Tone and Poor Word Choice

This wasn’t the first item I wanted to cover from my last post in more detail, but it has become the most pressing in my mind since it was added. I have been reading some of the works of my fellow indie authors, and it has been a lot of fun seeing what they are up to. I have been thinking about what makes a work that is enjoyable, and I have come to strongly believe that word choice is a major player in that arena. Have you ever read a piece that had limited word choice? I am currently reading a book I shall not name, largely because I would never publicly bash someone’s blood sweat and tears unless I could not find a single ‘nice’ thing to say about it, and I do not want anyone to take this the wrong way. Beside, overall, the story is enjoyable, and although it was slow to warm up, it is coming along nicely, with one minor flaw: repetitive word use.

Now you may be wondering what I mean by that, so allow me to explain. Given all the words there are in the English language, we often have options that allow us to say exactly the same thing in a variety of ways. Why is it then, that writers become stuck in a rut and use the same words or phrases at regular intervals? This is something I mostly became aware of when I was rereading some of my own work, and I have made it my personal ambition to NOT reuse the same verbs, nouns and adjectives at too high a frequency. To say something is beautiful is nice. To say it twice on the same page detracts from the sincerity. To say it 3 or more times on the same page becomes monotonous.

How can one work to avoid falling into this boring habit? For starters, there is a nifty tool that can be accessed simply by double clicking a word to highlight it, then right clicking to view the alternate options under synonyms. Of course, you have to know exactly what the word means that you are implying, as well as the one that you are opting for, as the fine line between what you meant to say and what you actually said can be crucial. There was a post recently that I followed on FB discussing a self-published book that was horrid in this regard to the point of being hysterical. The author had followed this trick, but had chosen words that didn’t mean anywhere close to what was intended.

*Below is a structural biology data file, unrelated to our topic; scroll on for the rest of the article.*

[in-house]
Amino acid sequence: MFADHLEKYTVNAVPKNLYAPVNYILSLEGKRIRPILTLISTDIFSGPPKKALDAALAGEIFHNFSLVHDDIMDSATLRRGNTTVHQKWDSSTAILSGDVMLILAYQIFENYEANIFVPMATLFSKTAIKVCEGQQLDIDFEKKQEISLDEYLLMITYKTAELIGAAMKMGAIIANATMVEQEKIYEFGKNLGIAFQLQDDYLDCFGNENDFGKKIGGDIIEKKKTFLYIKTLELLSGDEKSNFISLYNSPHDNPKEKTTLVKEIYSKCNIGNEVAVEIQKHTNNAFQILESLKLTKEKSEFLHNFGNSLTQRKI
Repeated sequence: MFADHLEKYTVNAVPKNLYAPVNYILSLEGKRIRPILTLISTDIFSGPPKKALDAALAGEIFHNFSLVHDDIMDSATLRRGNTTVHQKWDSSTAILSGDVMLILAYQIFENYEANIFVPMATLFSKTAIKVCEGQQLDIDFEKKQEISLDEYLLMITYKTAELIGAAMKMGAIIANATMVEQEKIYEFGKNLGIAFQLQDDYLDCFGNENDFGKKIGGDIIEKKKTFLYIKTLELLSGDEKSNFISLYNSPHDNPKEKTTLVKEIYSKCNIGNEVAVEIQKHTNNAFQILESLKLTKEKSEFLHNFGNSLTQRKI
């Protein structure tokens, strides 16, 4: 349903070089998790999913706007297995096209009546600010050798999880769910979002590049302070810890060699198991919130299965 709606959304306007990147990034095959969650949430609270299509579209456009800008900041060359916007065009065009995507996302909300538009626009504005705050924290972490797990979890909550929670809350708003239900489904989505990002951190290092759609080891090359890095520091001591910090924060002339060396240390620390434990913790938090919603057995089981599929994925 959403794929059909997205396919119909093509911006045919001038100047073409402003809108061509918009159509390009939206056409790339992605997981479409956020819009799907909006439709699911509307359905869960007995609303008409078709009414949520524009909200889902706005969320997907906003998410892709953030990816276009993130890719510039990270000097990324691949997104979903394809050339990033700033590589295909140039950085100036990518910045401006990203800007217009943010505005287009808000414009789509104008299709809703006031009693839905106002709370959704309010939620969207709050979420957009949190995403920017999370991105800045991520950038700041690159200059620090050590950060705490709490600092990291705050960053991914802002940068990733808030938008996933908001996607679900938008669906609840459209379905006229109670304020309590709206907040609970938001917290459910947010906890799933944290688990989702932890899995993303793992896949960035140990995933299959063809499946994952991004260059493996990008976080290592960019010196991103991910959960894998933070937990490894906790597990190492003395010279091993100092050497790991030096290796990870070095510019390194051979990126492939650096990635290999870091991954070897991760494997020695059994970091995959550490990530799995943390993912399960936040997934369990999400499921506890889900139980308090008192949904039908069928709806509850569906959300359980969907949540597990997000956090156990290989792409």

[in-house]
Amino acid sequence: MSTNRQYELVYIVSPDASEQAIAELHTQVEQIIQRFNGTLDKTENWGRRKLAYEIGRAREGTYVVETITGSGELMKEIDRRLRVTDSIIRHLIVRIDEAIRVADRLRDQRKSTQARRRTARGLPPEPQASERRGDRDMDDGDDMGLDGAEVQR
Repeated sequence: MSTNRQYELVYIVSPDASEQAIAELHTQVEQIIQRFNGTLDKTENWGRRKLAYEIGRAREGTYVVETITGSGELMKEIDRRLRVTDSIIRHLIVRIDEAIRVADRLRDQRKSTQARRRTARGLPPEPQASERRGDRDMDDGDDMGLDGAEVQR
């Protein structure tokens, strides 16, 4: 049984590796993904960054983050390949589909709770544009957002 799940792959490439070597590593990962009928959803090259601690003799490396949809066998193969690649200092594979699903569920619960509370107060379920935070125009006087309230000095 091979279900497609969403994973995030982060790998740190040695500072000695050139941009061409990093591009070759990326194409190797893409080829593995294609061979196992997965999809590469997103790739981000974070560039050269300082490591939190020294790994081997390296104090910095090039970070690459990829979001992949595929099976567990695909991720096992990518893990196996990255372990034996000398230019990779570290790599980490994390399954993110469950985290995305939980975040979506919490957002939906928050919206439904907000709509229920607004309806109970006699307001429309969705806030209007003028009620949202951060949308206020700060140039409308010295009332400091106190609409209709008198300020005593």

That leads us to the second part of using this device; if you aren’t 100% sure, or have any doubt, use the dictionary to look up either or both words, used and options, to be sure the alignment is there before you make the trade. I am sure you all know what a malapropism is, but in case any of you are not familiar with it, I will elaborate. This is a literary term that refers to using an incorrect word that sounds like the one that it is being mistaken for; such as referring to the kiddy pool as the kitty pool. If you were speaking, you might be able to get away with such a slip, but in writing, it stands out more, especially if you decide to switch out ‘kitty’ to make it more interesting and end up with some outlandish non-plausible word choices in it’s place.

Finally, I feel I should address what all of this has to do with Tone, as I titled this article with the purpose of making that connection. The tone of your work comes largely from the words you put into it, kind of like you are cooking up a pot of stew that is flavored by the items you put in the pot. If all you put in are potatoes, then all you get is potato soup. However, if you toss in a wider variety of items, you get a great deal more flavor, and you are able to adjust the tone of your work more finely, taking your reader to new highs and lows more easily and far more believably. Ignoring this fact could drive readers away from your offerings, as having to read that people never walk, run, jog, meander, wander or saunter anywhere, but they are always ‘headed’ where ever they are going can at some point leave your readers looking for the exit to escape what might have been a good story with just a little more appropriate descriptive language.

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